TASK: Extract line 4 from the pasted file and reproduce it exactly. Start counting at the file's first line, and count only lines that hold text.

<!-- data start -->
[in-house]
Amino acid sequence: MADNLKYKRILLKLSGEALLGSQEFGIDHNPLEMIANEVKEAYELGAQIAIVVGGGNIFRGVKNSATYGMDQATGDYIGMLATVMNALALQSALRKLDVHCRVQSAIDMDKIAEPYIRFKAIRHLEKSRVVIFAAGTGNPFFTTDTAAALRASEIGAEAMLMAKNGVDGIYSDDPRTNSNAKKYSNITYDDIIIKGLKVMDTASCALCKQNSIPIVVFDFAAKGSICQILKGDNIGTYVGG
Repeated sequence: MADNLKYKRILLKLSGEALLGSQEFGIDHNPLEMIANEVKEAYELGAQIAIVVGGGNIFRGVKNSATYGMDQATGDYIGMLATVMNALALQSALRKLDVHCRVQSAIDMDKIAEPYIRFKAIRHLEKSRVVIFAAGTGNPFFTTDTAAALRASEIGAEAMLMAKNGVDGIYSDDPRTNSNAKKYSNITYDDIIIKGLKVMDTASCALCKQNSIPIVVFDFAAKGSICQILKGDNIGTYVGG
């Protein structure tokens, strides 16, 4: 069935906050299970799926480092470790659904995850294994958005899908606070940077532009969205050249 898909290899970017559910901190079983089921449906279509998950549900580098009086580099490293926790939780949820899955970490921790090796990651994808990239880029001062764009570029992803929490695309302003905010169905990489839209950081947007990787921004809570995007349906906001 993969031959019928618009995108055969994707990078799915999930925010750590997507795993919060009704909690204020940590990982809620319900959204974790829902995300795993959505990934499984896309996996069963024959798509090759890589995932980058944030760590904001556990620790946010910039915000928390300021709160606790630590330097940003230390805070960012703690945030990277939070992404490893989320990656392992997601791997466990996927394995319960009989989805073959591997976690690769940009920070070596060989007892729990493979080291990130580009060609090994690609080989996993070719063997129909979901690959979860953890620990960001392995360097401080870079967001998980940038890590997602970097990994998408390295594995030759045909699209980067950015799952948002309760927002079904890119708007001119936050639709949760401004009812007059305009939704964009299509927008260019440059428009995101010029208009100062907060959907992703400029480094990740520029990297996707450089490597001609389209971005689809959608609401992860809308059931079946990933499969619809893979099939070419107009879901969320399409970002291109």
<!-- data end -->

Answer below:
């Protein structure tokens, strides 16, 4: 069935906050299970799926480092470790659904995850294994958005899908606070940077532009969205050249 898909290899970017559910901190079983089921449906279509998950549900580098009086580099490293926790939780949820899955970490921790090796990651994808990239880029001062764009570029992803929490695309302003905010169905990489839209950081947007990787921004809570995007349906906001 993969031959019928618009995108055969994707990078799915999930925010750590997507795993919060009704909690204020940590990982809620319900959204974790829902995300795993959505990934499984896309996996069963024959798509090759890589995932980058944030760590904001556990620790946010910039915000928390300021709160606790630590330097940003230390805070960012703690945030990277939070992404490893989320990656392992997601791997466990996927394995319960009989989805073959591997976690690769940009920070070596060989007892729990493979080291990130580009060609090994690609080989996993070719063997129909979901690959979860953890620990960001392995360097401080870079967001998980940038890590997602970097990994998408390295594995030759045909699209980067950015799952948002309760927002079904890119708007001119936050639709949760401004009812007059305009939704964009299509927008260019440059428009995101010029208009100062907060959907992703400029480094990740520029990297996707450089490597001609389209971005689809959608609401992860809308059931079946990933499969619809893979099939070419107009879901969320399409970002291109």